Question: What do you think of the airline industry?
Buffett: “The big problem is not aggregate costs, but costs versus competitors.” Buffett recalled US Air’s difficulties competing against Southwest and concluded, “If your costs are out of line, you’re going to get killed eventually.”
[Munger: “Airline pilot unions are really tough. It’s interesting to see people paid as well as airline pilots to have such a tough union. No airline can afford a shutdown very long.”]
If you’re in a business that cannot take a long strike, then you’re playing a game of chicken with labor. Ironically, if you’re weak, you’re in a stronger negotiating position.
Source: 2001 Berkshire Hathaway Annual Shareholders Meeting
To have the airline industry be a wonderful industry— you’d want one airline that was carrying 90 percent. As it consolidates, that helps to some degree. As they go through bankruptcy and they modify the labor contracts, it helps to some degree.
But for 100 years, airline transport has not been a good business. If you’ve got it down to few enough competitors, it could happen, and maybe four with 90 percent will get the job done. But the problem is with a seat on an airliner as a commodity to a great extent.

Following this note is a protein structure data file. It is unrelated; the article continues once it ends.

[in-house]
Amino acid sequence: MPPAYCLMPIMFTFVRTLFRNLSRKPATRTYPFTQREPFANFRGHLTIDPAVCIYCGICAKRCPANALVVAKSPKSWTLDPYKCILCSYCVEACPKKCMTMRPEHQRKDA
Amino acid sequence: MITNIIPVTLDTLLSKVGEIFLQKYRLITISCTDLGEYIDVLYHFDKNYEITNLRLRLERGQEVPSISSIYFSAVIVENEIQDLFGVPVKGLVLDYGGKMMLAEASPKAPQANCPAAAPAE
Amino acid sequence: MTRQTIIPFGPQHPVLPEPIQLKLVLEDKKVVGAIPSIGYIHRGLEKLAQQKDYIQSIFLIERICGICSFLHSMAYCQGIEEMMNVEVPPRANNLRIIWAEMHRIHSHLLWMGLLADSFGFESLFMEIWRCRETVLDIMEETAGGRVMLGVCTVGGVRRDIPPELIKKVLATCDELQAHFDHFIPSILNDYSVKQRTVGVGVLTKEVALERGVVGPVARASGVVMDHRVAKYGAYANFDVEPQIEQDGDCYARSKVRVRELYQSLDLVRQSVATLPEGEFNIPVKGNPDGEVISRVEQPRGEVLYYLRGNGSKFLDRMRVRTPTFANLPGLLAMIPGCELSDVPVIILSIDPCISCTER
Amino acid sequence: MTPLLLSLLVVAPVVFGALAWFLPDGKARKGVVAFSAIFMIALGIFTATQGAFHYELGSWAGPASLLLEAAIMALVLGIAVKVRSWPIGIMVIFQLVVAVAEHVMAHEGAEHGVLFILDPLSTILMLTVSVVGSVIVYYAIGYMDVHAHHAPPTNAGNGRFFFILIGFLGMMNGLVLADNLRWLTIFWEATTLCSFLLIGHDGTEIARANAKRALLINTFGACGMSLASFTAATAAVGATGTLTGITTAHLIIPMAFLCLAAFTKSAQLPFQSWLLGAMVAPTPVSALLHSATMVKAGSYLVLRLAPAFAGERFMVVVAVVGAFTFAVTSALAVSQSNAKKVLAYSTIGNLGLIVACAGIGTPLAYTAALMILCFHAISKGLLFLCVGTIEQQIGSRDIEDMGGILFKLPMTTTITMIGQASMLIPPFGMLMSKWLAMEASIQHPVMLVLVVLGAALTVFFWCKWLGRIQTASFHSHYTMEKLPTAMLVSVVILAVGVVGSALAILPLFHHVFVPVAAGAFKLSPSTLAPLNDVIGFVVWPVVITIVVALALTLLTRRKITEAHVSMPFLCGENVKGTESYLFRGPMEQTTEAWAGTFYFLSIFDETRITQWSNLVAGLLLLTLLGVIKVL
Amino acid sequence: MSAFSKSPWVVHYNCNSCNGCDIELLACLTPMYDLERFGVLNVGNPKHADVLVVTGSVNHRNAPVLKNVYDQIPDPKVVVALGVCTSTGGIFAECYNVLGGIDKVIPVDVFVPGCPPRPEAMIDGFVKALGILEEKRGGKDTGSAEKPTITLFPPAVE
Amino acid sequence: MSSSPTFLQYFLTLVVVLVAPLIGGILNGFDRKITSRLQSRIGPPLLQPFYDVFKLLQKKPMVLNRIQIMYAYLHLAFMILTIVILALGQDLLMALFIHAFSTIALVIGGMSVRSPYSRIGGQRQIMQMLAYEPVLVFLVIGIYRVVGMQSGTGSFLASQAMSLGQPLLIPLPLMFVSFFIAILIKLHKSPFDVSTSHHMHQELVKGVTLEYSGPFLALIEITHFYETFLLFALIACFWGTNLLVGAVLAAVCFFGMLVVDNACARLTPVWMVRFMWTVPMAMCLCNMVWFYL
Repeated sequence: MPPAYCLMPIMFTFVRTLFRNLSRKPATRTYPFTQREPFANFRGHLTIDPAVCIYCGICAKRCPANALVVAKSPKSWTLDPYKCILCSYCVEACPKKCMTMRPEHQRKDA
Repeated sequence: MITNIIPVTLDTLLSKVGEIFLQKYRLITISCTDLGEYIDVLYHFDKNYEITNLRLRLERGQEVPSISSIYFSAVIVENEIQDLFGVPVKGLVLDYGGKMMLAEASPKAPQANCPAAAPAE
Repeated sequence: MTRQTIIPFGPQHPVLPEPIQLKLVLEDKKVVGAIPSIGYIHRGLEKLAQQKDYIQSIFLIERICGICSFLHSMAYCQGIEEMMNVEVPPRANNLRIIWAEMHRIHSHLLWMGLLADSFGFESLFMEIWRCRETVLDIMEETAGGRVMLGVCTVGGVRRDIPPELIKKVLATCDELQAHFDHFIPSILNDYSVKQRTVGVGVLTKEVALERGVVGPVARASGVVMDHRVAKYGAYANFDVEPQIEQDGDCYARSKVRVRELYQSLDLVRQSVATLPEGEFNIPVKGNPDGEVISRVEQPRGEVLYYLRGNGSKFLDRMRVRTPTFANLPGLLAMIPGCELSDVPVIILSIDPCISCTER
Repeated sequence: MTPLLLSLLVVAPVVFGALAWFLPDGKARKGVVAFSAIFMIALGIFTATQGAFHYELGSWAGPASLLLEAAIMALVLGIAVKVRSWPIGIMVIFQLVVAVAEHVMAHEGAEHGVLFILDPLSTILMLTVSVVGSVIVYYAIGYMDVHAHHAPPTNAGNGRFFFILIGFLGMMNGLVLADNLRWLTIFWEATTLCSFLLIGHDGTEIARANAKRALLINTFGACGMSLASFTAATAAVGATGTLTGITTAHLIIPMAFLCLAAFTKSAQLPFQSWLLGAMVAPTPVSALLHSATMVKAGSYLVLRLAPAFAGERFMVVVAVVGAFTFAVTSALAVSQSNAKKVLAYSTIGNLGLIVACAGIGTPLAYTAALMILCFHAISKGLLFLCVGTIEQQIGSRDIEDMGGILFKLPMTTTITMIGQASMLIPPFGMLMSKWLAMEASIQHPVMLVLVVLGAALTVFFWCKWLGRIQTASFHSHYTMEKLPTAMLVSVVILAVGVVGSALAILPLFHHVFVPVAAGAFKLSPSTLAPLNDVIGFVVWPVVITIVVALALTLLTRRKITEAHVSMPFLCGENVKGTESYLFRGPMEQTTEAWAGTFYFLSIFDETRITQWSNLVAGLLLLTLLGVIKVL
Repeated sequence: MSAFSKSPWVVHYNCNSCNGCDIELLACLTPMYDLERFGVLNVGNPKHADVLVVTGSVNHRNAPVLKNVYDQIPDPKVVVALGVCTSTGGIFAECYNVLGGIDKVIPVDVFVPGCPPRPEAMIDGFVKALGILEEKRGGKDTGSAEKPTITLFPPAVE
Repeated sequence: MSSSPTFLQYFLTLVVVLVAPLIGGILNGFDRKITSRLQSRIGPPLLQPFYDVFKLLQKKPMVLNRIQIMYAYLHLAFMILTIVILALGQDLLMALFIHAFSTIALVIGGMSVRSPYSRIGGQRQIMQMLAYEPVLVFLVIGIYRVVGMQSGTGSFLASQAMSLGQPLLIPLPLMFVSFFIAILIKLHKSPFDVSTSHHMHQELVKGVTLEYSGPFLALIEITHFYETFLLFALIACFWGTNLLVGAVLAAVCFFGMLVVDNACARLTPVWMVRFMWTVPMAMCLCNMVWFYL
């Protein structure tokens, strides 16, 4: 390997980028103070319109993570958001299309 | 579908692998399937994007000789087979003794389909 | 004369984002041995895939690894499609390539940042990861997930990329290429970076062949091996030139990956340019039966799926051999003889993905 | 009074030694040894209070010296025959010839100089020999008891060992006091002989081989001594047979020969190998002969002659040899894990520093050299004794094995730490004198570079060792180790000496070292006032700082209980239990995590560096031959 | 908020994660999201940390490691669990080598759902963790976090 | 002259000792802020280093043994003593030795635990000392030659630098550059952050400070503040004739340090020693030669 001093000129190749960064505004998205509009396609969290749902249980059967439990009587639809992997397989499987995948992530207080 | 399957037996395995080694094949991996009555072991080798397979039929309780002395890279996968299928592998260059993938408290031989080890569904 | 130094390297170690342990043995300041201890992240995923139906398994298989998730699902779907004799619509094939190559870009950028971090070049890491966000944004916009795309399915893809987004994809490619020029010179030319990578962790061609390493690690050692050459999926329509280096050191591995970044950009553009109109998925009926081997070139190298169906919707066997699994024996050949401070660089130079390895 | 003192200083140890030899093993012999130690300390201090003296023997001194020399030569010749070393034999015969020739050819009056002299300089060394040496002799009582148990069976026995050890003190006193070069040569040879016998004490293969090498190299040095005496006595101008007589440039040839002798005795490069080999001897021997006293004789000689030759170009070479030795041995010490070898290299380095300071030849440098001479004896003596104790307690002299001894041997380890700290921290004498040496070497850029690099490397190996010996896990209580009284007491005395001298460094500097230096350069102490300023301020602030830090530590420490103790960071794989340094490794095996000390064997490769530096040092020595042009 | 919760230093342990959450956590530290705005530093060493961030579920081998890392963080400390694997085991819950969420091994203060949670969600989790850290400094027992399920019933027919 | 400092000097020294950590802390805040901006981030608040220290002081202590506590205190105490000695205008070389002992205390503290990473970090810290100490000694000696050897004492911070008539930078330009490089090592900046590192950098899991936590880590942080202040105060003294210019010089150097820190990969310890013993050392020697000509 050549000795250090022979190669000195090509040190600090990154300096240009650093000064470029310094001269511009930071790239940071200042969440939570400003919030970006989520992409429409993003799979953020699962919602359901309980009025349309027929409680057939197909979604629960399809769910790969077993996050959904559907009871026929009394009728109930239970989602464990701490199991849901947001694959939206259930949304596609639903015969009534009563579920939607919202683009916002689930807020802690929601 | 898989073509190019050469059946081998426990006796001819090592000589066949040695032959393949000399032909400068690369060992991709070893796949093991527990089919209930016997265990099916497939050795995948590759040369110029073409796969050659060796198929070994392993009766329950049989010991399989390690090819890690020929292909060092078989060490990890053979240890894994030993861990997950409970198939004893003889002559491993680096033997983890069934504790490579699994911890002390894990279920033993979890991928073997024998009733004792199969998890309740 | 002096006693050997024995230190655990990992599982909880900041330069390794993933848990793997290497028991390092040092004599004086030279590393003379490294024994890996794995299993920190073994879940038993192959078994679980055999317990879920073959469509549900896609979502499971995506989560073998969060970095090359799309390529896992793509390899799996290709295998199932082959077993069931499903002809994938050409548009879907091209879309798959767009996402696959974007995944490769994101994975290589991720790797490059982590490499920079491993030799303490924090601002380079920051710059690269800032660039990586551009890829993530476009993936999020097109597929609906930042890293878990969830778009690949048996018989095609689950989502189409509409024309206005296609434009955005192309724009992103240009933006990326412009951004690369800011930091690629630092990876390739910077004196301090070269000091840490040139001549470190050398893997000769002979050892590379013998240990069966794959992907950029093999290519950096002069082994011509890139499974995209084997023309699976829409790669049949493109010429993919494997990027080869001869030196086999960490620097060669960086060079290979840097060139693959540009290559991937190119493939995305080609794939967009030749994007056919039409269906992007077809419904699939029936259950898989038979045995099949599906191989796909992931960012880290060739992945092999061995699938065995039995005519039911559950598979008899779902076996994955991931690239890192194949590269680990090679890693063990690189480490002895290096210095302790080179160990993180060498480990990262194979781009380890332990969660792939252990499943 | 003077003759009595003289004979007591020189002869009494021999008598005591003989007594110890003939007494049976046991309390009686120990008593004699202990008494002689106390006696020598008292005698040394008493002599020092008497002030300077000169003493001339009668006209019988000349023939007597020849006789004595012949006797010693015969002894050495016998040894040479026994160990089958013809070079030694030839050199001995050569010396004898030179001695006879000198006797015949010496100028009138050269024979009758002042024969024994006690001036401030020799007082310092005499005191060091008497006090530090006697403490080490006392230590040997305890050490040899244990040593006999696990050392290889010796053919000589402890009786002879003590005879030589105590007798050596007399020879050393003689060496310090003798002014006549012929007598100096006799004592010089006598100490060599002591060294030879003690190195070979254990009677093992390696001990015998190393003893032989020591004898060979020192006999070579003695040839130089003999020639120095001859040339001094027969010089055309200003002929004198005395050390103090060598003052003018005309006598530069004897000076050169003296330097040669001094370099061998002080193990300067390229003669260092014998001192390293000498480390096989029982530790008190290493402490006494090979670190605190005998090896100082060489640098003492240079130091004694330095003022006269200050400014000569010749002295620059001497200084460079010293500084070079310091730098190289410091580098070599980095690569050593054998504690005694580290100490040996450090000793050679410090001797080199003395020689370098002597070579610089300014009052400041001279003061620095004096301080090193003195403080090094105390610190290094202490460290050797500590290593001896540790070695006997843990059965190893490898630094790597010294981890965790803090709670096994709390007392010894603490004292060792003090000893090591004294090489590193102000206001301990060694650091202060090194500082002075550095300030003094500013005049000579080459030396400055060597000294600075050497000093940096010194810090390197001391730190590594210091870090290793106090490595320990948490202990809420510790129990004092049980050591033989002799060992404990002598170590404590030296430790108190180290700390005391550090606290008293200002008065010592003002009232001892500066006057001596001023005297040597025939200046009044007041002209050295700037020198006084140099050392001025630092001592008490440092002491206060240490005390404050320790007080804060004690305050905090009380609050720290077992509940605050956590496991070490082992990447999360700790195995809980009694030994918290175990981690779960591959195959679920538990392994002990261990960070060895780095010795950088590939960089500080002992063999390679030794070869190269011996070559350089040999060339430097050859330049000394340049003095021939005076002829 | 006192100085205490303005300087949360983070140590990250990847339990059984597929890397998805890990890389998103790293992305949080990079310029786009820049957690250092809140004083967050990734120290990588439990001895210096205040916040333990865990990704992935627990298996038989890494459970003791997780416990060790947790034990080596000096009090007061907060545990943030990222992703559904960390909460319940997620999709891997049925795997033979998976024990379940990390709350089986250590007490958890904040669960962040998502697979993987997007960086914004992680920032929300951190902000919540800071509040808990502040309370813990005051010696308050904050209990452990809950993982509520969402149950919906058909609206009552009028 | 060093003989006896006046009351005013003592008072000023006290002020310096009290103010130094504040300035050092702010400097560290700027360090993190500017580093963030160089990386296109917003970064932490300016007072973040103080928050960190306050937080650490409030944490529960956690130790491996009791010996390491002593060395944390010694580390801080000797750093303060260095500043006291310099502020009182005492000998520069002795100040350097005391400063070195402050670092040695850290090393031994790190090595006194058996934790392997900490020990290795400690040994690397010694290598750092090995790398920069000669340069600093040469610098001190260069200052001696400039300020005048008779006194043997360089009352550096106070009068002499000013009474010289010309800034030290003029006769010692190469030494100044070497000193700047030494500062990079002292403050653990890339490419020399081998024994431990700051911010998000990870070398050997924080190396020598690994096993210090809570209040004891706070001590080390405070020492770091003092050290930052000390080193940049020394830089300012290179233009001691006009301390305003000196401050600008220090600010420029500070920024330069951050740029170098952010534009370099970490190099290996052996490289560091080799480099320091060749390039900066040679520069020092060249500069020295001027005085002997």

And the incremental cost of the last seat to the airline is virtually zero. Got these huge fix costs, so there’s this temptation always to try to sell that last seat. And unfortunately, when you sell the last seat cheap you may sell the first seat pretty cheap, too. Bill’s a very smart guy, and— the airline industry may have finally got to the point of concentration that enables it to become a decent return on capital.
Source: CNBC Squawk Box, May 6, 2013